Anti-government protesters in Ukraine 370.
(photo credit: SAM SOKOL)
The current global media focus on Ukraine, where a long standoff between a group of pro- EU protesters and the government has ensued, illustrates an interesting and rather odd trend: the media’s obsessive reference to the Soviet and communist past in any discussion on the countries of Central-Eastern Europe and Central Asia.
A quick glance at the countless journalistic and academic publications reveals that, just like practically all of its neighbors, Ukraine is always presented to the readers as “a former Soviet Republic” or a “post-Soviet country.” And that is despite the fact that over 20 years have passed since the collapse of the Soviet Empire and with no regard to the obvious and dramatic transformations that have taken place both in Ukraine and in the region.
Without a doubt, the collapse of the Soviet Union had a seismic effect on international relations, ending 40-odd years of Cold War rivalry and ushering in a period of US dominance. However, the memorialization of the Soviet Union in our language still two decades later is somewhat puzzling. It is as if the time froze in the early 1990s.
Indeed, given that the disintegration of the Soviet Union gave (re)birth to 15 countries, it was practical to tag, identify and contextualize the newly created political entities as either “former Soviet” or “post-Soviet.”
However, the irony is that now more than 20 years later, the average person, which the initial characterization was presumably created to help, likely has a better understanding of the individual countries than they do of the Soviet Union.
One argument for the continued evocation of the Soviet period is that the communist legacies are still important in the contemporary nature of the respective countries. Such an argument is appealing on the surface until you consider that the entire erstwhile Soviet region has experienced tremendous and varied socioeconomic and geopolitical changes since the collapse of the Iron Curtain.
In reality, lumping countries such as Estonia, Belarus, Tajikistan and Georgia together under the moniker “the former Soviet republics” does more to confuse than to clarify their current political or economic situation.
This is even more the case with the 10 former Eastern Bloc countries which subsequently joined the EU, all of which have undertaken massive social, economic and political transitions. Despite being arguably as Western as France; they are still commonly referred to as “former communist” or “former Soviet” countries.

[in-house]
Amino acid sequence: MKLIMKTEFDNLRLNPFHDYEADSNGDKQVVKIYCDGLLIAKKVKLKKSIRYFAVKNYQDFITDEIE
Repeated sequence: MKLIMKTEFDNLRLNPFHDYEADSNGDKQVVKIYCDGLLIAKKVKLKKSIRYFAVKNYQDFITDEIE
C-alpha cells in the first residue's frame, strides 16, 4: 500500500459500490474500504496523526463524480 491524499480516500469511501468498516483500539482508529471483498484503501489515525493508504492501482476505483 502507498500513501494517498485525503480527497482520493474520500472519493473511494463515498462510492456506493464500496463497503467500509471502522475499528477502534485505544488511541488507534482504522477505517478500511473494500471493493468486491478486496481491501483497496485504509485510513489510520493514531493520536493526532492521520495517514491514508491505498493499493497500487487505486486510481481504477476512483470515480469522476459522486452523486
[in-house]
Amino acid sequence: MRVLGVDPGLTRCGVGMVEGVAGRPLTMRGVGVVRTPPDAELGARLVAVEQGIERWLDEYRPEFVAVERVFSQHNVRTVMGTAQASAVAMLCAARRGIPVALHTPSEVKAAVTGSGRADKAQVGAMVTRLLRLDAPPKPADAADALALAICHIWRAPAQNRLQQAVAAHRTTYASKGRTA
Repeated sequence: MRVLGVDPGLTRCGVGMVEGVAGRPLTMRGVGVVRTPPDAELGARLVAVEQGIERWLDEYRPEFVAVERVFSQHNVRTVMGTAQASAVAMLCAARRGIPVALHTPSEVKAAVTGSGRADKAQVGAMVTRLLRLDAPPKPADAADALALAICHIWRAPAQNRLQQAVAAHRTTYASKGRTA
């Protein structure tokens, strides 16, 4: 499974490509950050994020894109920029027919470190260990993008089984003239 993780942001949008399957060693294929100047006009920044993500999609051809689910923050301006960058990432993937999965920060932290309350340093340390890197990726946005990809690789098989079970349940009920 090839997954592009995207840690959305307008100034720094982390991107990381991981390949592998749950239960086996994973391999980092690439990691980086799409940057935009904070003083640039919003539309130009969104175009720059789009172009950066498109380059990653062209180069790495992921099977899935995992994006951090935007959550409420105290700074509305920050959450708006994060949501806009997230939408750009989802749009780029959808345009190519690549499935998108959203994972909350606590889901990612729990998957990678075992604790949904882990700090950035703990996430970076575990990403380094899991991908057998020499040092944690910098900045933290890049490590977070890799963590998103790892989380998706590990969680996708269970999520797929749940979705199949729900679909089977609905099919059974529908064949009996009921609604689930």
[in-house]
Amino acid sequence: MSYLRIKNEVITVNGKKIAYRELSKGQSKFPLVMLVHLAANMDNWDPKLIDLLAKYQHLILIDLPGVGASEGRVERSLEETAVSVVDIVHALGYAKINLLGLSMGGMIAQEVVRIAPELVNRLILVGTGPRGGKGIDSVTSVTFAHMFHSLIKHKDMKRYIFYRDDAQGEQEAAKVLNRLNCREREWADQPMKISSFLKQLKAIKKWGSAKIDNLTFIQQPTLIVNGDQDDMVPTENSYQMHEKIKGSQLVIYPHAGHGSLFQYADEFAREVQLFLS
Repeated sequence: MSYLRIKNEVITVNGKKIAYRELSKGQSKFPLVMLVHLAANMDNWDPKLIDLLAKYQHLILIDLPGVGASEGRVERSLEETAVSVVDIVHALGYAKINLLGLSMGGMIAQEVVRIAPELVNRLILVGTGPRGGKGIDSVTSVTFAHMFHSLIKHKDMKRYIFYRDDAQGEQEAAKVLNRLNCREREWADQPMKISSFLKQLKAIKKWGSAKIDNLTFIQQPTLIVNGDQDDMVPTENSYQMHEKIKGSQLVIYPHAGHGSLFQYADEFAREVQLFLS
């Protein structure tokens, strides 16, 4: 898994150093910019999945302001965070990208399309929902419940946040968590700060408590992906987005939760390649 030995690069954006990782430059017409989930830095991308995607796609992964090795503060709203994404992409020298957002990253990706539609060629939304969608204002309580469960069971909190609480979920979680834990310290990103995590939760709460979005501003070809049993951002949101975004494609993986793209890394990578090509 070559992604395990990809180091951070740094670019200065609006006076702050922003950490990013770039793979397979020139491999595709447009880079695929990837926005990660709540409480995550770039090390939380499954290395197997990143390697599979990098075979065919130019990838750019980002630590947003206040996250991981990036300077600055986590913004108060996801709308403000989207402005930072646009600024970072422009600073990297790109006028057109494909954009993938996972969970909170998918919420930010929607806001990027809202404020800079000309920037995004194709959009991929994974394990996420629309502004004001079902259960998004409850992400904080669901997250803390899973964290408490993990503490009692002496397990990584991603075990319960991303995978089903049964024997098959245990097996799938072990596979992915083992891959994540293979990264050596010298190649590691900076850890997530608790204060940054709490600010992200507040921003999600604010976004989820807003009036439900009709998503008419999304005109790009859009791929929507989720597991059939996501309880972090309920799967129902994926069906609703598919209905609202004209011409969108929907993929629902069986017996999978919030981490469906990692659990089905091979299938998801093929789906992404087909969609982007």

A less innocent, more insidious explanation is that the reason journalists enjoy making references to the Soviet past lies in the simplistic image that it creates. “A former Soviet republic” conjures all sorts of negative images. It suggests corruption, violence, poverty, pollution, old industry and a certain level of backwardness. It ostensibly explains all possible political and economic developments in the region. No detailed explanation or analysis is necessary – it can all be explained by the past.
In this sense, the people of Eastern Europe and Central Asia are mere pawns, mindless puppets forever enslaved by their past. Certainly, the Soviet period left a number of skeletons in the closet and the general negative connotations associated with the name are understandable. However, the continued memorialization of the period in countries which bear little resemblance to that time is completely unjustified and perpetuates a subordination of the East under the West. It would be considered abhorrent to still refer to Germany as “former Nazi” or Italy and Spain as “former fascist,” so why must we be continually reminded of a country’s Soviet past? Our plea is simple: it is time to remove the veil of history from the erstwhile Soviet and communist countries and start treating them as the fascinating, individual and varied entities that they are. To do so would stop the aggrandizement of the West and remove the subordination of the East and treat both on their merits, rather than simply categorizing them according to historical legacies.
Even at a practical level, the justification for using the Soviet moniker is weak as today’s readers are likely to know more of the current nature of these countries than their Soviet histories.
As the current situation in Ukraine illustrates, its precarious domestic situation, which is exacerbated by its geopolitical positioning between the EU and Russia, is not simply a product of Soviet legacies but rather a more complicated and multifaceted phenomenon which requires a much deeper and thorough focus.
Pigeon-holing it as “former Soviet” detracts from the real issues and props up a worn-out stereotype.
The people of the countries once part of the Soviet Union deserve better.Nicholas Ross Smith and Zbigniew Dumienski are PhD candidates in international relations and political economy respectively at the University of Auckland, New Zealand.